When you think of shift work, the downsides that immediately come to mind are tiredness and the difficulties of having a regular social life - but a recent study has shown working unusual hours can also have a negative affect on our health.
Medics, police officers, fire fighters and other shift workers could be at increased risk of developing diabetes, experts have said.
Compared to normal office hours, working shifts carries a 9% higher risk of developing diabetes, the study found.
Previous research has linked shift work to weight gain and increased appetite - both of which are risk factors for diabetes, the authors said.
Researchers examined 12 studies involving more than 225,000 people, of whom almost 15,000 had diabetes.
While the overall risk of developing diabetes was 9% among shift workers, the authors found that men who worked shifts were 37% more likely to develop the condition.
And those who worked rotating shift patterns, in which they worked different parts of the 24 hour cycle on a regular basis, had a 42% higher risk than those who worked a fixed shift pattern, they said.
Previous studies have linked shift work to a variety of health problems including digestive problems, some cancers and heart issues but this is the first study which links diabetes to the occupations which require abnormal working hours.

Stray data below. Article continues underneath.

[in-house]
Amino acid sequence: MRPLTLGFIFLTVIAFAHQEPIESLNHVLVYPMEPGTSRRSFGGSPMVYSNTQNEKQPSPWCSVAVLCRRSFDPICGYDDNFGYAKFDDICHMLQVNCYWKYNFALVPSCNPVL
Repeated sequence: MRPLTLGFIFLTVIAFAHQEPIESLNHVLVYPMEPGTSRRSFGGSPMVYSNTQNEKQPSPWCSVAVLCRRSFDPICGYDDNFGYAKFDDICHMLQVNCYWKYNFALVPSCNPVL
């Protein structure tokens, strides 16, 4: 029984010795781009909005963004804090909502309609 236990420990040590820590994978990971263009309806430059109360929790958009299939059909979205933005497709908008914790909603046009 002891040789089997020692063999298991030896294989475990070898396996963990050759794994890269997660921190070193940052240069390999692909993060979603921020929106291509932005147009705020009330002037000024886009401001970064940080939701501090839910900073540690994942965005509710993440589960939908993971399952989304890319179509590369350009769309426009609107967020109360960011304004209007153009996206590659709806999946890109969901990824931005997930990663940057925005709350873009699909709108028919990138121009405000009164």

"Shift work is associated with a significantly increased risk of diabetes mellitus (DM), especially in men and groups with rotating shifts," researchers said.
"Given the increasing prevalence of shift work worldwide and the heavy economic burden of DM, the results of our study provide practical and valuable clues for the prevention of DM and a study of its aetiology."
Commenting on the research, Professor Nick Wareham, director of the Medical Research Council Epidemiology Unit at the University of Cambridge, said: "This new meta-analysis provides a useful summary across previously published studies of the magnitude of the link between shift working and type 2 diabetes.
"It suggests that there may be a moderately sized link, which is slightly stronger in men.
"The study can't exclude the possibility that the results are explained by other risk factors for diabetes that are also linked to shift working.
"If it were shown that it is shift working itself that has a link to diabetes, then the key question would be to identify what interventions could be put in place to alleviate the risks in those who have to work shifts."
In the UK, around 2.9 million people have diabetes, with around 90% of cases being type 2.
There are also thought to be around 850,000 people with undiagnosed diabetes.